Laing O’Rourke set to sign £112m deal for landmark arts complex this summer
A new £112m arts venue in Manchester set to be built by Laing O’Rourke and designed by Rem Koolhaas’ practice OMA has submitted revised proposals for the landmark scheme.
Original proposals for The Factory venue, named after the city’s legendary Factory Records label – home to Joy Division, New Order, Happy Mondays and others – cleared planning last year.
But a new application drops the seating capacity of the development’s theatre element, changing the shape of its vinyl-clad exterior in the process, boosts the size of the venue’s orchestra pit and increases the scheme’s overall commercial element.
The scheme approved last year included a 2,300 standing-capacity theatre and a separate 5,000-capacity warehouse space for “immersive” events on part of the former Granada TV studios site. While the warehouse section’s capacity remains unchanged in the revised application, the theatre capacity is being dropped to 2,090 for standing customers, and from 1,600 to 1,520 for seated guests.
Work on site had been expected to start last year ahead of a 2019 opening but this was delayed following a review last summer which said the orchestra pit had to be made bigger to fit more players. The review also found that the glazed and concrete facades on the building’s north and south frontages would interfere with the venue’s acoustics.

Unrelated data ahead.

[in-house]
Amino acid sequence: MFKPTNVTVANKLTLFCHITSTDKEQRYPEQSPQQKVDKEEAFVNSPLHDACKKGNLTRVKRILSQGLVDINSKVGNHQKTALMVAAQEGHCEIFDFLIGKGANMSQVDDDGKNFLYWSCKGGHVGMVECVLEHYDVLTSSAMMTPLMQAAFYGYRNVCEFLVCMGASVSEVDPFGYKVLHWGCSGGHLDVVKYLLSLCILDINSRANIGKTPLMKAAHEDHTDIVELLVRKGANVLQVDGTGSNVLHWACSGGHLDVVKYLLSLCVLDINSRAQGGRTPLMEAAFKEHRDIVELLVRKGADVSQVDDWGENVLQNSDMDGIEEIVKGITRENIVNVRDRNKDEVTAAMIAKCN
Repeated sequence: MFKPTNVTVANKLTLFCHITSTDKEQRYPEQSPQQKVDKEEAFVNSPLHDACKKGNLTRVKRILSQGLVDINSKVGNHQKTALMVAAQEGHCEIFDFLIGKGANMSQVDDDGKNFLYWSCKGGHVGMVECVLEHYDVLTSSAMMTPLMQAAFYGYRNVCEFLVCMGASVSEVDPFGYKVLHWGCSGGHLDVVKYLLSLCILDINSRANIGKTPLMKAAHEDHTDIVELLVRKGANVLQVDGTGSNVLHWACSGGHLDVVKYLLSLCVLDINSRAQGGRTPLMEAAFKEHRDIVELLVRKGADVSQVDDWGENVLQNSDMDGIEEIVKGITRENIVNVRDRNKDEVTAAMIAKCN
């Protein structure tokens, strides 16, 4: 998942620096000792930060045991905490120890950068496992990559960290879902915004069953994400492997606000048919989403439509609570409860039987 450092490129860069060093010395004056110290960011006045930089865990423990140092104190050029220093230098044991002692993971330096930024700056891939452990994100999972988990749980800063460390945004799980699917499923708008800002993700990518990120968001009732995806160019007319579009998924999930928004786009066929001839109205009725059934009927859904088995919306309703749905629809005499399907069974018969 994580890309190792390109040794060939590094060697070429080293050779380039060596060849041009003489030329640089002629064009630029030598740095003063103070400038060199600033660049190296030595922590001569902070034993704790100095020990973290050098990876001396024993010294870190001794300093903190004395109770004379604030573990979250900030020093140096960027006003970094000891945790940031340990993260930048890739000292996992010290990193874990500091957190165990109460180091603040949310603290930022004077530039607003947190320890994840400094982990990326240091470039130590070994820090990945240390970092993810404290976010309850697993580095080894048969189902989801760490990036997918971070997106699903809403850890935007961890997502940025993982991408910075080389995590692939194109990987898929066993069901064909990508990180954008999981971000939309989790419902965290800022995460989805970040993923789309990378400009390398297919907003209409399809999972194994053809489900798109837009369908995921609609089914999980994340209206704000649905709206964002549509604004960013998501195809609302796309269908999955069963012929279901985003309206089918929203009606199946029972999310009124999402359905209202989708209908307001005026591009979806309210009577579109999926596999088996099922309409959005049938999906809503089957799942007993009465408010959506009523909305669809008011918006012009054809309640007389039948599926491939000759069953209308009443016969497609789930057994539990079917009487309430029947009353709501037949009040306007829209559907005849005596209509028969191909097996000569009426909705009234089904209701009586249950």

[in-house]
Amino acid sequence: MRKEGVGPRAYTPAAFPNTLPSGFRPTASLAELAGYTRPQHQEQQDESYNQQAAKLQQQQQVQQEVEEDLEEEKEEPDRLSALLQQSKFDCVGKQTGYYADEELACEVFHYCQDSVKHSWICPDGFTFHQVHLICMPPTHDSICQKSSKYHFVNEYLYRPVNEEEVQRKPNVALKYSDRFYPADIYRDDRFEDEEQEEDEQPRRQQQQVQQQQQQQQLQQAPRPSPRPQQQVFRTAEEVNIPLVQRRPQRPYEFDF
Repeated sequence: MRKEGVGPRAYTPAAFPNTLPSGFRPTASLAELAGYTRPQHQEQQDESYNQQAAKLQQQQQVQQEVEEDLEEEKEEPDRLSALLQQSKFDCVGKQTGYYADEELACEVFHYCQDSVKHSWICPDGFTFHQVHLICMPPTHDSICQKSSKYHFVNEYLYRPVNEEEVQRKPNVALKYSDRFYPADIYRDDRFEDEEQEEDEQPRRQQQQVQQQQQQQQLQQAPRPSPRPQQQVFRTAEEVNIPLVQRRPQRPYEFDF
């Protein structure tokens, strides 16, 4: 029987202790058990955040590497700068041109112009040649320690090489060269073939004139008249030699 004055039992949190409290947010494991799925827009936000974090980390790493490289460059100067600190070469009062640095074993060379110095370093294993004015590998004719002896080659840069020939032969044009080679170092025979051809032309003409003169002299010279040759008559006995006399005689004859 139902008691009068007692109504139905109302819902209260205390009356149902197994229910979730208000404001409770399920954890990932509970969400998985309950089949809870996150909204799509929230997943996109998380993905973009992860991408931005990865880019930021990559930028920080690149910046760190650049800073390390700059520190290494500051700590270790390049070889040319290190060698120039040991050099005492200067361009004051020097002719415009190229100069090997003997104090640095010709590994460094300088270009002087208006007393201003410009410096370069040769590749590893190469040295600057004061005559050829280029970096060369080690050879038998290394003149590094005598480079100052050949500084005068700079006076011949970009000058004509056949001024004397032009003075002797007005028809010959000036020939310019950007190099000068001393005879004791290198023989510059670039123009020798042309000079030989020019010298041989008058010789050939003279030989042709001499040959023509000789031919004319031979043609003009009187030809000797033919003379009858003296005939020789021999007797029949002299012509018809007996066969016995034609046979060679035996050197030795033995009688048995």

In the new application, the capacity of the theatre’s orchestra pit increases from 60 to 80, while the revised proposals also include the removal of glazing from the north and south facades of the warehouse section, on the grounds that “90% of the time the glass would need to be blacked out” for performances”.
The site of the new venue also incorporates a grade II listed railway viaduct that would need to be altered for the scheme.
Laing O’Rourke has been working under a pre-contract services agreement since summer 2016 but is now expected to sign on the dotted line for the main contract by the summer.
Former chancellor George Osborne announced in 2015 that government would be providing the bulk of the money – £78m – for the venue. The remainder is due to be provided through charitable donations and Arts Council funding.
It is being built for the city council and is part of the wider St John’s regeneration scheme being carried out by Allied London. This includes a tech, media and creative industries hub called Enterprise City.
Koolhaas himself is leading the practice’s first significant public project in UK with the firm beating a top-flight shortlist – including Zaha Hadid, Bennetts, Mecanoo and Rafael Vinoly – to the deal back in autumn 2015.
Work is due to finish by the end of 2020 with arts group Manchester International Festival, whose chairman is Urban Splash founder Tom Bloxham, then running Factory.